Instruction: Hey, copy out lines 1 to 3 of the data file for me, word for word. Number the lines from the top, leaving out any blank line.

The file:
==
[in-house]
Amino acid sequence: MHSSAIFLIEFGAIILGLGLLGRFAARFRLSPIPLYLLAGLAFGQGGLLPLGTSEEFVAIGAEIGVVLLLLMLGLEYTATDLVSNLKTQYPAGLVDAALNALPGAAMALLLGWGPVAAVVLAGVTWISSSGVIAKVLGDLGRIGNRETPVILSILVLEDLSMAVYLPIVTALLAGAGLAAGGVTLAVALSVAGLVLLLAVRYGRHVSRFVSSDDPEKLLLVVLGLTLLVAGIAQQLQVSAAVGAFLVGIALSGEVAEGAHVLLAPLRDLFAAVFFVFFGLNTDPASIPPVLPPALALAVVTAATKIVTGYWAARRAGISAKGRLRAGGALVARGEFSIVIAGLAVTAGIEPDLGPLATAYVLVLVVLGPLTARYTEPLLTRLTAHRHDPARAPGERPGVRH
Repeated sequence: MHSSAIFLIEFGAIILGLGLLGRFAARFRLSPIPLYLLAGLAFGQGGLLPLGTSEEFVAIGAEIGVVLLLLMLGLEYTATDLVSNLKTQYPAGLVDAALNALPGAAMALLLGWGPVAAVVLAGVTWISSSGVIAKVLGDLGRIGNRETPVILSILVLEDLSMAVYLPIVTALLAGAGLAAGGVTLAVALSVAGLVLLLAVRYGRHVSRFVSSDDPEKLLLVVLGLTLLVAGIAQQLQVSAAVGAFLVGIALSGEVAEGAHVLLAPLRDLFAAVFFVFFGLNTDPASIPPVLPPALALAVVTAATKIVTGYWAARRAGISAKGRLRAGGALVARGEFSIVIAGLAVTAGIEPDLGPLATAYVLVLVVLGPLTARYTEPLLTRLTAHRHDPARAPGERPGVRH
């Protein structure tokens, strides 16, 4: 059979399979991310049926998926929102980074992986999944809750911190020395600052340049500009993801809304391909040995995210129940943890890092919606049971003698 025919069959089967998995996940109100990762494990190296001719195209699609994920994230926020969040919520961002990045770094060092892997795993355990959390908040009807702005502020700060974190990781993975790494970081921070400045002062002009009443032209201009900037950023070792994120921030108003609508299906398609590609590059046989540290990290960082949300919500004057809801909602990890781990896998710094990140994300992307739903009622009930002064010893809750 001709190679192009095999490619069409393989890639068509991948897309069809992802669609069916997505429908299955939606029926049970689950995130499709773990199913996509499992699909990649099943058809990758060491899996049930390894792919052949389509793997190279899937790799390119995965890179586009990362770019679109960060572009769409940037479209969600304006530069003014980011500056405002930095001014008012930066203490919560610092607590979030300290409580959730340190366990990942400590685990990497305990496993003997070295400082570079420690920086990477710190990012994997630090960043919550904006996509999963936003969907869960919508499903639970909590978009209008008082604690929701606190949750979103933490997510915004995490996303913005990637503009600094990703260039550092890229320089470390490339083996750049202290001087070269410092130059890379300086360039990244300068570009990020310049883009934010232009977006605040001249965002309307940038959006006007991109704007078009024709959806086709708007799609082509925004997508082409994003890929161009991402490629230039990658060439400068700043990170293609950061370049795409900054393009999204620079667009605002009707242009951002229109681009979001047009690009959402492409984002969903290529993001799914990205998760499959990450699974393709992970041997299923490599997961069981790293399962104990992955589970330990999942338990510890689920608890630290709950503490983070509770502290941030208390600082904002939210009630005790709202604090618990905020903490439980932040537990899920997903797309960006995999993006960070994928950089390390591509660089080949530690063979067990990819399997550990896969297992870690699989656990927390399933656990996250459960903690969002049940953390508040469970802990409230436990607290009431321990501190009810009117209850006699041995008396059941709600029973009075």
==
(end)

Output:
[in-house]
Amino acid sequence: MHSSAIFLIEFGAIILGLGLLGRFAARFRLSPIPLYLLAGLAFGQGGLLPLGTSEEFVAIGAEIGVVLLLLMLGLEYTATDLVSNLKTQYPAGLVDAALNALPGAAMALLLGWGPVAAVVLAGVTWISSSGVIAKVLGDLGRIGNRETPVILSILVLEDLSMAVYLPIVTALLAGAGLAAGGVTLAVALSVAGLVLLLAVRYGRHVSRFVSSDDPEKLLLVVLGLTLLVAGIAQQLQVSAAVGAFLVGIALSGEVAEGAHVLLAPLRDLFAAVFFVFFGLNTDPASIPPVLPPALALAVVTAATKIVTGYWAARRAGISAKGRLRAGGALVARGEFSIVIAGLAVTAGIEPDLGPLATAYVLVLVVLGPLTARYTEPLLTRLTAHRHDPARAPGERPGVRH
Repeated sequence: MHSSAIFLIEFGAIILGLGLLGRFAARFRLSPIPLYLLAGLAFGQGGLLPLGTSEEFVAIGAEIGVVLLLLMLGLEYTATDLVSNLKTQYPAGLVDAALNALPGAAMALLLGWGPVAAVVLAGVTWISSSGVIAKVLGDLGRIGNRETPVILSILVLEDLSMAVYLPIVTALLAGAGLAAGGVTLAVALSVAGLVLLLAVRYGRHVSRFVSSDDPEKLLLVVLGLTLLVAGIAQQLQVSAAVGAFLVGIALSGEVAEGAHVLLAPLRDLFAAVFFVFFGLNTDPASIPPVLPPALALAVVTAATKIVTGYWAARRAGISAKGRLRAGGALVARGEFSIVIAGLAVTAGIEPDLGPLATAYVLVLVVLGPLTARYTEPLLTRLTAHRHDPARAPGERPGVRH